Feeding Baby when Mother Works Outside the Home

by Jack Newman, MD, FRCPC

Here's What You'll Find Below:Two types of jaundice
So-called breastmilk jaundice
Not-enough-breastmilk jaundice
Phototherapy treatment

This is not an information sheet on all the ins and outs of working outside the home and breastfeeding. This sheet provides information on how your baby can be fed when you are not with him. It is addressed in particular to the mother who is returning to paid work when the baby is about 6 months of age or older. Mothers in Canada have the right to 52 weeks maternity leave. You should take full advantage of this time if it is at all possible.

Remember that there are costs to returning to outside work (transportation, clothes, daycare) that may cancel any benefit of increased income. If you cannot take a full year, take at least 6 months, better 7 months (from the point of view of ease of continuing breastfeeding while away from your baby). Your baby will never be this age again.

Some Myths

1. Babies must learn to take a bottle so that they can be fed when the mother is not there.
Not true.

Why not an open cup? It is true that some exclusively breastfed babies will not take a bottle by 2 or 3 months of age. Most, who have not taken a bottle, and even some who once did accept a bottle will not take one by the time they are 4 or 5 months of age. This is no tragedy, and there is no reason to give a bottle early so that the baby knows how.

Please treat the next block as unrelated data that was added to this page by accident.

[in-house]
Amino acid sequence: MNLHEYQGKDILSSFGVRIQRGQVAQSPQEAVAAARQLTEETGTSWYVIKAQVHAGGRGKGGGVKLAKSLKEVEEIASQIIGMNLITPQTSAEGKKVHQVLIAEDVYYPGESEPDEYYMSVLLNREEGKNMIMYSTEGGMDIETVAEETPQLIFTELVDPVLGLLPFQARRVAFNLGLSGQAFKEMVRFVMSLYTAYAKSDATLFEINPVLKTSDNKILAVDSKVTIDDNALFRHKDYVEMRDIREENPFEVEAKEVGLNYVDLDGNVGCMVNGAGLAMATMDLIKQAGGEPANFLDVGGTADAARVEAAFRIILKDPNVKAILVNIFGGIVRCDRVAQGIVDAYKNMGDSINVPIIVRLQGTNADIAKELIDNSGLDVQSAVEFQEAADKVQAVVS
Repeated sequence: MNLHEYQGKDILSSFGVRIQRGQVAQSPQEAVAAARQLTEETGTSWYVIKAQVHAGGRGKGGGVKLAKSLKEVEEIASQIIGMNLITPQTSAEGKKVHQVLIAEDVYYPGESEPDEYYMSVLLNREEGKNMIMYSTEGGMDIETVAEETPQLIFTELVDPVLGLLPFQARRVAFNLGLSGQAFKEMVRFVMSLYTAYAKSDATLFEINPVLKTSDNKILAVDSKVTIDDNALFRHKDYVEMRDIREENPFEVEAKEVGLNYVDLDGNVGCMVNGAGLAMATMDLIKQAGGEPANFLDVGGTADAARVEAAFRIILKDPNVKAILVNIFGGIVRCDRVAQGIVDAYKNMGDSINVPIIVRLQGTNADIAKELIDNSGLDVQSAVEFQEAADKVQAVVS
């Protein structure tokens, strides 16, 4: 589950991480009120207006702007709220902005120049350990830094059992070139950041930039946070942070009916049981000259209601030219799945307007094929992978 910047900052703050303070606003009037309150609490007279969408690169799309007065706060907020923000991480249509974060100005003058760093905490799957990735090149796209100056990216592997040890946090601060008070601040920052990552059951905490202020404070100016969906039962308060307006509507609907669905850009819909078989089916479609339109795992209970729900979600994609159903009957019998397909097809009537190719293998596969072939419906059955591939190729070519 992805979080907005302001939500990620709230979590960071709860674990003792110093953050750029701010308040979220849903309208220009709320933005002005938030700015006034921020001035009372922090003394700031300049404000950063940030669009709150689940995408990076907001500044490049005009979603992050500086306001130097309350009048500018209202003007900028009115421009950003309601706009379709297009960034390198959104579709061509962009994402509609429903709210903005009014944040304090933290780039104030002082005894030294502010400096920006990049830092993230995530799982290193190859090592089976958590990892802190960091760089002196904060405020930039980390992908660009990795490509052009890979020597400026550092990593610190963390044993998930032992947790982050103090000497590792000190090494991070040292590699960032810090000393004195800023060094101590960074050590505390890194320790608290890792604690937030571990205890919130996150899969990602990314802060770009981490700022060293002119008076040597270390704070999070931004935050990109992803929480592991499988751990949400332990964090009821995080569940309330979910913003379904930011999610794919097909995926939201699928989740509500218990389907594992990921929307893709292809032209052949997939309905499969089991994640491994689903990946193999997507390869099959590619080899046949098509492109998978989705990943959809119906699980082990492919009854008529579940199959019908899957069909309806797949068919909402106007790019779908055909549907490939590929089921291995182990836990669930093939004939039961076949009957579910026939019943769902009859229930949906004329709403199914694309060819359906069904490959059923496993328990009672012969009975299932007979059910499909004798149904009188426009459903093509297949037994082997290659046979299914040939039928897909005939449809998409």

If your baby is refusing to take a bottle, do not try to force him; you and he may become very frustrated and there is just no need to go through all this. If the baby is at least 6 months of age when you start back at outside work, the baby quite simply does not need to take a bottle. If he is even 3 or 4 months, he does not need to take a bottle. He can be fed liquids or solids off a s
poon and by 6 months of age he can be taking enough so that he will not be hungry during the day. Furthermore, he can start learning to drink from a cup even by 1 day of age. The cup can be an open cup and is best not to have a spout (a "sippy" cup is, essentially, a bottle).

If, however, he has not got the hang of the cup by the time you must leave him, don't worry, he can take fluids off a spoon, or his solid foods can be mixed with more liquid (expressed milk, water). Obviously, if the baby is to be taking a fair amount of a variety of foods by 6 months of age, he may need to be started on solids by 5 months of age. However, some babies prefer to wait for their mother in order to drink something. This is fine; many babies sleep 12 hours at night without drinking or eating at all.

2. But getting the baby to take a bottle surely won't hurt.
Not necessarily true.
Some babies do fine with both. The occasional bottle, when breastfeeding is going well, may not hurt. But if the baby is getting several bottles a day on a regular basis, and, in addition, your milk supply decreases because the baby is breastfeeding less, it is quite possible that the baby will start refusing the breast, even if he is older than 6 months of age.

3. Babies need to drink milk when the mother is not at home.
Not true.

Three or four good breastfeedings during a 24-hour period plus a variety of solid foods in goodly amounts gives the baby all he needs nutritionally, and thus he does not need any other type of milk when you are at your outside job. Of course, solid foods can be mixed with expressed milk or other milk, but this is not necessary.

4. If the baby is to get milk other than breastmilk, it needs to be artificial baby milk (infant formula) until the baby is at least 9 months of age.
Not true.